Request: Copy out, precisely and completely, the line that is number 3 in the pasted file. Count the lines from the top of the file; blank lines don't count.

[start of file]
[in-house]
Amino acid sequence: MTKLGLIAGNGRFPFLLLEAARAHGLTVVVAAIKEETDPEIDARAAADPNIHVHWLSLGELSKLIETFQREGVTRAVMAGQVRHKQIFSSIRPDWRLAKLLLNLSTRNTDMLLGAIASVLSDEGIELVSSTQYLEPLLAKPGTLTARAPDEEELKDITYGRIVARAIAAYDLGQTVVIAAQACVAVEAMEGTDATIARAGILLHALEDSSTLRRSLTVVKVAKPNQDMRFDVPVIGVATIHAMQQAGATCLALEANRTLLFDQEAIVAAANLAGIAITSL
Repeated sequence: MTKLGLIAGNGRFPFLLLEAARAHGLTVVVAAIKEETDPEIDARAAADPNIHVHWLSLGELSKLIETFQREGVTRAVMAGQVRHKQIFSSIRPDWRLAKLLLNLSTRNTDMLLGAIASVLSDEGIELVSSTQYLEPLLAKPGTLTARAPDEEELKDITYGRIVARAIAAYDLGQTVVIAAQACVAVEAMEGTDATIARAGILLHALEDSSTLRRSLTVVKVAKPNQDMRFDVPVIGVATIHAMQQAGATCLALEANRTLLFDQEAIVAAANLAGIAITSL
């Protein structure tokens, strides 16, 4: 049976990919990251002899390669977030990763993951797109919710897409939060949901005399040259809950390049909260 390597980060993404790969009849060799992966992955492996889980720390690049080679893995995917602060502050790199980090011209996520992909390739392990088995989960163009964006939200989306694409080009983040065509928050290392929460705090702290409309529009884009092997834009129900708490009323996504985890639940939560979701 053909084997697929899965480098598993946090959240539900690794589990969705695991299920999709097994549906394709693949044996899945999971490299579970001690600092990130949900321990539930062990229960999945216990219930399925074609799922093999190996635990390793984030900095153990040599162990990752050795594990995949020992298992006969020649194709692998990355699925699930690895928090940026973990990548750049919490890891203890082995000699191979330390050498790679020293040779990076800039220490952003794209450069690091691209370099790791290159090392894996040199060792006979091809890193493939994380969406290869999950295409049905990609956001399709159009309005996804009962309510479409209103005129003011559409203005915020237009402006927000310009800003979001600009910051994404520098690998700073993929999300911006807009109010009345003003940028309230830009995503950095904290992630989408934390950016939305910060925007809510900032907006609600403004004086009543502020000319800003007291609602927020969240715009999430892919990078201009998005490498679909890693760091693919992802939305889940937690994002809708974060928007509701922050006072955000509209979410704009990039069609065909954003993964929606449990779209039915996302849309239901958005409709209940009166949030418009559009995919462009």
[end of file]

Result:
Repeated sequence: MTKLGLIAGNGRFPFLLLEAARAHGLTVVVAAIKEETDPEIDARAAADPNIHVHWLSLGELSKLIETFQREGVTRAVMAGQVRHKQIFSSIRPDWRLAKLLLNLSTRNTDMLLGAIASVLSDEGIELVSSTQYLEPLLAKPGTLTARAPDEEELKDITYGRIVARAIAAYDLGQTVVIAAQACVAVEAMEGTDATIARAGILLHALEDSSTLRRSLTVVKVAKPNQDMRFDVPVIGVATIHAMQQAGATCLALEANRTLLFDQEAIVAAANLAGIAITSL